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Death to Easter Bugbears

I have three bugbears about Easter.

And I’m conscious they may make me sound like a grumpy middle-aged man. But rest assured, once I get these off my chest, I will end this post on an encouraging note.

First, the bugbears.


No, not romantic liaisons. I’m referring to the method we use for setting the date for Easter.

As a planner, I find the variability of the date of Easter frustrating. It causes me a headache when scheduling courses and conferences in the spring. It imbalances the lengths of terms in my children’s school and college. And it isn’t just a little variable. The earliest and latest dates—22 March and 25 April—are more than a month apart!

I got excited a few years ago when it was announced that the Pope and other major global ecclesiastical leaders were in discussions over setting a fixed date for Easter, perhaps on the second or third Sunday of April. I’m not sure if they came to any decisions (and I note that Living Leadership has not yet been invited to participate 😉), but they would have my vote if they decided to do it.

When I reflect on this desire for regularity, however, I fear this may have more to do with me than the dating of Easter. If I’m honest, this may be a sign of my tendency to want to over-programme things. Am I resentful of one of the few things in the calendar that is not entirely regular? Might it be a healthy thing for me to have to check up on when Easter will be this year, and to be creative about the implications of its variability for my plans?

The date of Easter is, of course, set by the moon. It is the first Sunday after the first full moon after the northern spring equinox. Lunar calendars have served humankind well for millennia, and are still used in both Judaism and Islam. Is my preference for the regularity of the solar calendar over the more anarchic lunar programme reflective of a defect in my psychology or spirituality? Might I need to temper my solar intensity with a bit of lunar chill?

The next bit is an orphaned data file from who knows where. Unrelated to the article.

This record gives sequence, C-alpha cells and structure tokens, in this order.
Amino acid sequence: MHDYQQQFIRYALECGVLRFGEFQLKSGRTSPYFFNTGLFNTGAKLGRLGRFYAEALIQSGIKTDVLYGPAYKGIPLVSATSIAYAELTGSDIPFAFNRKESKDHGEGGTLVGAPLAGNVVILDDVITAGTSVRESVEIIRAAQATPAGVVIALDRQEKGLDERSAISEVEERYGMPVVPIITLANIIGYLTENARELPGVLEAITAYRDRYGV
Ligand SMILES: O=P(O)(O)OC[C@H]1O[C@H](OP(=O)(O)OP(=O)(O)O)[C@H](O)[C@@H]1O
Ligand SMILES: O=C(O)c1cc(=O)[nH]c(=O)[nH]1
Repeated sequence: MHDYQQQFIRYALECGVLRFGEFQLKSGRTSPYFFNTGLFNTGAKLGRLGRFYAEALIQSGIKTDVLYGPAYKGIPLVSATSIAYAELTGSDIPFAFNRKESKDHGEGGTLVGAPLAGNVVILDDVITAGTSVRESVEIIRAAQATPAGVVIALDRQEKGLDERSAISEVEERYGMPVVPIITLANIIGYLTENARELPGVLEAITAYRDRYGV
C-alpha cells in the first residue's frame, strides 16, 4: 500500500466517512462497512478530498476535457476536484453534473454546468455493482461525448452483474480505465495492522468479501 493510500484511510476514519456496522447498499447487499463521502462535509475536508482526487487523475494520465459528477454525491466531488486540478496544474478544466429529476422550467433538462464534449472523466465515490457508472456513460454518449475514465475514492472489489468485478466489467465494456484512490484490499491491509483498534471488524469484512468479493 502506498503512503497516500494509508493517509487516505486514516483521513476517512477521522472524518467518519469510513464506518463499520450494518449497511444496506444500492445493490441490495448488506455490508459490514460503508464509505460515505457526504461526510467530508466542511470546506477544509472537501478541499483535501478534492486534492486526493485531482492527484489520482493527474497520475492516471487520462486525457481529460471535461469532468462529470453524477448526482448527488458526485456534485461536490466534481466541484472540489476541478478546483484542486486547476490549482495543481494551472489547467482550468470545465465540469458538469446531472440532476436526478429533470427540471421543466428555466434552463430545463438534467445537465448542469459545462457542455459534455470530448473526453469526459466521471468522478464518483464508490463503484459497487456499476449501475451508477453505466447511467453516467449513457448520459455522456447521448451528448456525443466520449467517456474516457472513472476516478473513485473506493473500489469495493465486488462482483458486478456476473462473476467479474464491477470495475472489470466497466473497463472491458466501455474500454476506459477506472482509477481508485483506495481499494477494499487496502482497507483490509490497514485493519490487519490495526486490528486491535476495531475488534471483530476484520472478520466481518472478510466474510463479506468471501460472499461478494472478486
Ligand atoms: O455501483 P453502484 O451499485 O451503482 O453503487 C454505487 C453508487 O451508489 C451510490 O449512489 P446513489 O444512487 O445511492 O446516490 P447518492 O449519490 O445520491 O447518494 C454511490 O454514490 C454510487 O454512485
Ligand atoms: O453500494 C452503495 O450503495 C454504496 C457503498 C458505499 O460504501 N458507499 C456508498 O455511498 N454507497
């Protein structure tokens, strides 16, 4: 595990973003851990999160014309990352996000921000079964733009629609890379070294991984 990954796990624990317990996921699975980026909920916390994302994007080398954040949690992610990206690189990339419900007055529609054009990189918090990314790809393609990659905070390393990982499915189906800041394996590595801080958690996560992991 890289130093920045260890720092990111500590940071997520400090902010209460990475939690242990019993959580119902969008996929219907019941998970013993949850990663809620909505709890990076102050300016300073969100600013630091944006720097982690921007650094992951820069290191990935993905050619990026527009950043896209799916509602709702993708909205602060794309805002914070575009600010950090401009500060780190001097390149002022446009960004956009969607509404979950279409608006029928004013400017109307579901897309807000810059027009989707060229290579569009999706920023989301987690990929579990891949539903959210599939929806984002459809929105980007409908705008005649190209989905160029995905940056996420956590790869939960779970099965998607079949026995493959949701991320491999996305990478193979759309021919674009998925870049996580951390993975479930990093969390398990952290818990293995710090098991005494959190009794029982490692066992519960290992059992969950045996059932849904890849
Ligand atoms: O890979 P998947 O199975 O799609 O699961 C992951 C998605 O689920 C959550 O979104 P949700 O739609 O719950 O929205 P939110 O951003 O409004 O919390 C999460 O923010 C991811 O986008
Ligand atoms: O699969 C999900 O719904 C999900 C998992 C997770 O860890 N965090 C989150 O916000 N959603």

As I pondered this, I realised that perhaps my first Easter bugbear is in tension with my second.


For the average person on the streets of Britain or Ireland, Easter seems to be about three things.

  • Time off.

  • The arrival of spring (symbolised by bunnies, chicks, and flowers).

  • Chocolate (usually in the shape of eggs).

None of these is a bad thing. I enjoy the lengthening days, the signs of new life, and the taste of cocoa as much as the next person. But they are not what Easter is truly about.

Easter is, of course, about the death and resurrection of the Lord Jesus. This is the occasion when we focus on the very centre of our faith—'the things of first importance’ (1 Cor 15.3ff). It is the great high feast of the liturgical year when we have more reason to celebrate than anyone has ever had.

What greater story could ever rival Easter?

Yet, I find myself struggling to remember this every time Easter approaches. Instead, I feel like I’m winding down to a break. That isn’t bad—and not at all contradictory to festal celebration—but I know I could be more disciplined in my preparations for Easter. I must admit that I’ve never been a committed Lent observer, so that may partly explain it. In addition, my low church heritage and my relative ignorance of the ecclesiastical calendar may also play a part.